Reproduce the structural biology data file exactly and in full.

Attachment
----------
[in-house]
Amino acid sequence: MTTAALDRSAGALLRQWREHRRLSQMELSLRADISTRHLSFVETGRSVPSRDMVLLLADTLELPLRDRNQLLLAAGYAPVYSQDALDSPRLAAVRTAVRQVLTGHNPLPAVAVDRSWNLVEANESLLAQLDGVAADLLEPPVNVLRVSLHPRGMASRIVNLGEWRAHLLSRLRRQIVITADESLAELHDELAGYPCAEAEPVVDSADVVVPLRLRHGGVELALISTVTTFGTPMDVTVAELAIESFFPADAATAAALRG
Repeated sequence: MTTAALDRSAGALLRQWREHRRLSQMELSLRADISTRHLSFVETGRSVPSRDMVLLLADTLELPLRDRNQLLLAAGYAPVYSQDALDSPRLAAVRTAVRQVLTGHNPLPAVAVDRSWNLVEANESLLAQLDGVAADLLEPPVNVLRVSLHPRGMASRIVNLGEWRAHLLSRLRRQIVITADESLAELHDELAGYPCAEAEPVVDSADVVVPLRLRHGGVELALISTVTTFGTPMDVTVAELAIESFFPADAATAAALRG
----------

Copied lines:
[in-house]
Amino acid sequence: MTTAALDRSAGALLRQWREHRRLSQMELSLRADISTRHLSFVETGRSVPSRDMVLLLADTLELPLRDRNQLLLAAGYAPVYSQDALDSPRLAAVRTAVRQVLTGHNPLPAVAVDRSWNLVEANESLLAQLDGVAADLLEPPVNVLRVSLHPRGMASRIVNLGEWRAHLLSRLRRQIVITADESLAELHDELAGYPCAEAEPVVDSADVVVPLRLRHGGVELALISTVTTFGTPMDVTVAELAIESFFPADAATAAALRG
Repeated sequence: MTTAALDRSAGALLRQWREHRRLSQMELSLRADISTRHLSFVETGRSVPSRDMVLLLADTLELPLRDRNQLLLAAGYAPVYSQDALDSPRLAAVRTAVRQVLTGHNPLPAVAVDRSWNLVEANESLLAQLDGVAADLLEPPVNVLRVSLHPRGMASRIVNLGEWRAHLLSRLRRQIVITADESLAELHDELAGYPCAEAEPVVDSADVVVPLRLRHGGVELALISTVTTFGTPMDVTVAELAIESFFPADAATAAALRG